Ordination of female deaconesses in Chicago: did Cardinal George raise the issue in Rome? He promised to do so, according to the Tribune.
Lynne Mapes-Riordan, of Evanston, hopes women will one day serve as Roman Catholic deacons. After 800 years [!], she could be one of the first.Growing up, she never gave ordination a second thought. But then she learned that, unlike the church's verdict barring female priests, the question of female deacons has never been resolved.That open question has led Mapes-Riordan, 49, and fellow parishioners at St. Nicholas Catholic Church in Evanston to seek an answer. If the church finds in favor of female deacons, she could become one of the first women ordained [sic] since the 12th century [since Pentecost]. After meeting last winter with members of the parish, including Mapes-Riordan, Chicago's Cardinal Francis George reportedly promised to raise the question in Rome during his visit earlier this year.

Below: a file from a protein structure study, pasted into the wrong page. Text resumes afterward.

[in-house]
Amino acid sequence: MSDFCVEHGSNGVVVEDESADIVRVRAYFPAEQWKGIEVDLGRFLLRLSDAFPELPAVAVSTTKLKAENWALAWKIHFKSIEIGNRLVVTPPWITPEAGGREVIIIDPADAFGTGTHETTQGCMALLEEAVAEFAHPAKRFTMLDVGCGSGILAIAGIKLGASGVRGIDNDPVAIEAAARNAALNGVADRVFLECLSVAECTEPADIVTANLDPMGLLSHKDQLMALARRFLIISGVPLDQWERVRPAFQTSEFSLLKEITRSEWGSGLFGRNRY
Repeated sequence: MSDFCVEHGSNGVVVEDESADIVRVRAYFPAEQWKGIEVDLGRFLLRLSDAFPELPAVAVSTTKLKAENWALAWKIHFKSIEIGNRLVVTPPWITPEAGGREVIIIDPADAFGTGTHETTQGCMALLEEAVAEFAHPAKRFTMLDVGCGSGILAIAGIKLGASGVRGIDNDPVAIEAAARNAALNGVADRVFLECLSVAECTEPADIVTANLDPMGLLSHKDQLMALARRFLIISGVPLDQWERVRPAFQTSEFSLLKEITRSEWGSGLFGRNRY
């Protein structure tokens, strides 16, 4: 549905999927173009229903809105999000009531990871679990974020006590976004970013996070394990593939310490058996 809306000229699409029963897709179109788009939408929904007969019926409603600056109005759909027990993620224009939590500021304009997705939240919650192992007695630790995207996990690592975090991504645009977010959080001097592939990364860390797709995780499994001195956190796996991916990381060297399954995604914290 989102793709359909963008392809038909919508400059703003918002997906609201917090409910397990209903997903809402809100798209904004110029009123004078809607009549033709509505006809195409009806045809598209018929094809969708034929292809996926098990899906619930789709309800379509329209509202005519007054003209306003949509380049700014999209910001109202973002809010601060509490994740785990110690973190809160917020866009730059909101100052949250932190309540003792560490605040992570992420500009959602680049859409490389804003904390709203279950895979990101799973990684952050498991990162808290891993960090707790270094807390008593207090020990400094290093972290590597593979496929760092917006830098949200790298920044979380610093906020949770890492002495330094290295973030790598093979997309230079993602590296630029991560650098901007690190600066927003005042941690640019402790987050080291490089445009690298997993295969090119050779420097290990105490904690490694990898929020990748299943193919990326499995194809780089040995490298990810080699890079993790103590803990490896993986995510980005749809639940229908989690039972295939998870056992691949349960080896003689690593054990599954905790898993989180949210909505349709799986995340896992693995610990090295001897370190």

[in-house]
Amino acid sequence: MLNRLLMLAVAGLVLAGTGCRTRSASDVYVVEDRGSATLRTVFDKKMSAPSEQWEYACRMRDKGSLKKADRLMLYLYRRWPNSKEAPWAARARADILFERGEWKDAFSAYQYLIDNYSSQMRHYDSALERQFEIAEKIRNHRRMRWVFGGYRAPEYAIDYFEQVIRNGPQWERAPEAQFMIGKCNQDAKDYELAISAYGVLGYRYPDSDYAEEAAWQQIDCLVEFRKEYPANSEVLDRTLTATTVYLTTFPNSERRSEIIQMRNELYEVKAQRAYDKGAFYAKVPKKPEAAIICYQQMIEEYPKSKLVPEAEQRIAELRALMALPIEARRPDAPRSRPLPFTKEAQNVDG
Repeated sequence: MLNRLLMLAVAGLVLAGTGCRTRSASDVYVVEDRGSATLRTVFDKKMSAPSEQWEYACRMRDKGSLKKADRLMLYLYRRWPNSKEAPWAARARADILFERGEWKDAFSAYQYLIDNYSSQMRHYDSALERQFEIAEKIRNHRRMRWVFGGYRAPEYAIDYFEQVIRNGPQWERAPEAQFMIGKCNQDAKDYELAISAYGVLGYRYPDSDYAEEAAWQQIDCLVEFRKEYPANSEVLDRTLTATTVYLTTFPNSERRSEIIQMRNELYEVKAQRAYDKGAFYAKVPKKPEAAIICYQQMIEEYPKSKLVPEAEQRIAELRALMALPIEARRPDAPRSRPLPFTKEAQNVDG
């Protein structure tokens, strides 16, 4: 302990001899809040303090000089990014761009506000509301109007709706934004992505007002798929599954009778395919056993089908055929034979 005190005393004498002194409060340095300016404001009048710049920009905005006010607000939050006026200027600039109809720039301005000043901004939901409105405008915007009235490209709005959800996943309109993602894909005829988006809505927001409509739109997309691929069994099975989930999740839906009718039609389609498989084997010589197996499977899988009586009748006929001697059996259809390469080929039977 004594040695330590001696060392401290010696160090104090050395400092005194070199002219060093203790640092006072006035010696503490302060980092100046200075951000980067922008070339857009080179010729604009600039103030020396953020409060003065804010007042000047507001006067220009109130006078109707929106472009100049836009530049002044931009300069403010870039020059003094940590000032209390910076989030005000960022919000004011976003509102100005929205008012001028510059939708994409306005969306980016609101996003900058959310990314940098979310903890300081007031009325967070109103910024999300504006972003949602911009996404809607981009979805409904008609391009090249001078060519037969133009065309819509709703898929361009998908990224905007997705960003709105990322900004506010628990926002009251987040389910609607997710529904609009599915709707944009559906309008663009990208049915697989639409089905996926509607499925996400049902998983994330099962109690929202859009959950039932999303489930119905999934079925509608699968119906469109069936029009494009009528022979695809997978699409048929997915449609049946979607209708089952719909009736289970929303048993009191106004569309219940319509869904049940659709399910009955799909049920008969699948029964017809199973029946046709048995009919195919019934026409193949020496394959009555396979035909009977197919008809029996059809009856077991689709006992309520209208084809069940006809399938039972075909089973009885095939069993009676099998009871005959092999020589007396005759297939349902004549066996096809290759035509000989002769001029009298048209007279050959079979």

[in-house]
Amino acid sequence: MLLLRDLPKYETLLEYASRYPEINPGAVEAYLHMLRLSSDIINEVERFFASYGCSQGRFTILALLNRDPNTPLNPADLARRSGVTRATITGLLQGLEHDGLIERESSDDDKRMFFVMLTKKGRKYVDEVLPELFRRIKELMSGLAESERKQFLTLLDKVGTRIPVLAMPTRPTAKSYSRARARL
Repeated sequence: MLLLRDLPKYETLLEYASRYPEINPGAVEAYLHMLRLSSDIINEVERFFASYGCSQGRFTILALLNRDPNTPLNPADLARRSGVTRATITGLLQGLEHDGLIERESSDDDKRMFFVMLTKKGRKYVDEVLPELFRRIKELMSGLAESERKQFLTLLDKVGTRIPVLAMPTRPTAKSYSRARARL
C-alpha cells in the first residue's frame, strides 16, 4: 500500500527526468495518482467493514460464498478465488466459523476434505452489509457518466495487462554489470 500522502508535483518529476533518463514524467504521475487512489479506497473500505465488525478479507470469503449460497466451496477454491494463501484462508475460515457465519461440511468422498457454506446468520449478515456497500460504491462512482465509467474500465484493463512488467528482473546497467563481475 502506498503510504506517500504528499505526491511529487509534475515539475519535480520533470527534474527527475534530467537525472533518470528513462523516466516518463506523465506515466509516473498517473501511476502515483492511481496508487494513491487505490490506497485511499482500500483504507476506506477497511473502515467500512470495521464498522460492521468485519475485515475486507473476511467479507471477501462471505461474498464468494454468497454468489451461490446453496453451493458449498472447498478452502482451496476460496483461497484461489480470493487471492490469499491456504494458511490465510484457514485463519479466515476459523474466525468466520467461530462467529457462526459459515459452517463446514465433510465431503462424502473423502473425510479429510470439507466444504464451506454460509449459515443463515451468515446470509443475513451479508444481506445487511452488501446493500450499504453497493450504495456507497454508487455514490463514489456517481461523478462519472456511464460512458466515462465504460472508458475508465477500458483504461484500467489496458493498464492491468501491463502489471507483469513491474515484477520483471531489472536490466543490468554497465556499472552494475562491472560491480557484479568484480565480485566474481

Let us never forget to whom the merit belongs: if "deaconesses" are ever "ordained", we must do justice and call it The Vangheluwe Reform, in honor of confessed nephew-molester Bp. Roger Vangheluwe, who led the charge in favor of this move.
In fact, however, due to the inescapable fact that what has been received from the Lord from the foundation of the Church cannot be changed at will, women cannot be in ordained ministry - because the degrees of Holy Orders cannot just be separated as if they were the layers of an onion... To understand why, see this interesting interview with the current Prefect of the Congregation for the Doctrine of the Faith, Archbishop Müller - he has written extensively on this matter.
[Tip: reader. Recess for several days.]